ECB’s Lagarde warns Tusk that legal action against head of Polish central bank may be illegal

Christine Lagarde, President of the European Central Bank, arrives for a news conference following a meeting of the ECB's governing council at the bank's headquarters in Frankfurt, Germany, Thursday, Sept. 14, 2023. (AP Photo/Michael Probst)
By Grzegorz Adamczyk
4 Min Read

European Central Bank (ECB) President Christine Lagarde has said that the Polish central bank head, Adam Glapiński, is protected by EU law in the event that the next Polish government wants to suspend him and bring him before the State Tribunal.

In late November, Donald Tusk, leader of Poland’s largest opposition grouping, the Civic Coalition (KO), and a candidate for prime minister, announced that the opposition coalition is considering bringing Glapiński before the State Tribunal “for delaying the process of increasing interest rates in response to inflation.”

In a letter to Glapiński on Monday, Lagarde wrote that if such a motion were submitted to the lower house of the Polish parliament, it would lead to his automatic suspension and, as both the central bank head and a member of the ECB’s General Council, may be illegal.

Lagarde explained that the Statute of the European System of Central Banks (ESCB) and of the ECB, “in order to guarantee the independence of the heads of the national central banks, offers protection in case parliament was to subsequently adopt a resolution to prosecute you.”

Lagarde added that the National Bank of Poland could refer such a resolution to the Court of Justice of the European Union (CJEU) and ask for the assessment of its legality.

A motion to bring someone before the State Tribunal, a body that examines the potential wrongdoing of people holding high office, may be submitted to the Sejm, the lower house of the Polish parliament, by the president or at least 115 MPs. A resolution to bring a central bank head to justice before the State Tribunal must be adopted in the Sejm by an absolute majority of votes (231) in the presence of at least half of the statutory number of MPs.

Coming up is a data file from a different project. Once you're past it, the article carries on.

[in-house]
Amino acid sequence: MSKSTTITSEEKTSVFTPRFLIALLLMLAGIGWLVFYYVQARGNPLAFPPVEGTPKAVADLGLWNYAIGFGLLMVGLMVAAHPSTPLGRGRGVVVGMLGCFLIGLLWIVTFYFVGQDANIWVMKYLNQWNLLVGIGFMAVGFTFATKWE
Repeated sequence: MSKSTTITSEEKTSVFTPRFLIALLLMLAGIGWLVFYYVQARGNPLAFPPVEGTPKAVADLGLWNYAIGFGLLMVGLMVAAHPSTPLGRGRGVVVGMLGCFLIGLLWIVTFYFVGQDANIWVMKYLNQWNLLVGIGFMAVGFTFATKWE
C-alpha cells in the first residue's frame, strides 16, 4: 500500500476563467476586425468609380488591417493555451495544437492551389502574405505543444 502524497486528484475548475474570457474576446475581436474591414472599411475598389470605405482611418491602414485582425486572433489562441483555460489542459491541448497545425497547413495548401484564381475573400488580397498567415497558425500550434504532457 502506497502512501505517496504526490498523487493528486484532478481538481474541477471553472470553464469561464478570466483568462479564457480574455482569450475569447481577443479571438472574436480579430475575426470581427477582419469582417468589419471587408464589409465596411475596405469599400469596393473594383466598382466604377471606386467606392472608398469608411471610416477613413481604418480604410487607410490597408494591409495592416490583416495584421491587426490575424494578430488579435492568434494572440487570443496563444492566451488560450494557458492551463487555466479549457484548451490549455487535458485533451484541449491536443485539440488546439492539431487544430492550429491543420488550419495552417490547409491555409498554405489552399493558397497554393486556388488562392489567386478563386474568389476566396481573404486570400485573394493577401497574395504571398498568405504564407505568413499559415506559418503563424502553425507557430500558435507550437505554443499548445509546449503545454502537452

If the resolution is adopted, the NBP head is suspended and his duties are taken over by the vice president of the National Bank of Poland.

On Friday, Tusk said in reference to his earlier announcement on the possible prosecution of Glapinski before the State Tribunal, that his grouping will not do anything that would disturb the stability or undermine the reputation of Poland abroad.

On Monday, Ryszard Petru, an MP from the opposition Poland 2050 party, told commercial TOK FM radio that the motion to charge Glapiński is ready but there has been no political decision on the matter. 

The NBP Board has written to the speaker of the Sejm, Szymon Hołownia, to dissuade the new parliamentary majority from taking action against Glapiński. They argue that the NBP did react to inflation by increasing interest rates and protected Polish financial security during the pandemic.

The letter to Hołownia concluded that any action against the head of the central bank would be purely political and would destroy the independence of the NBP.

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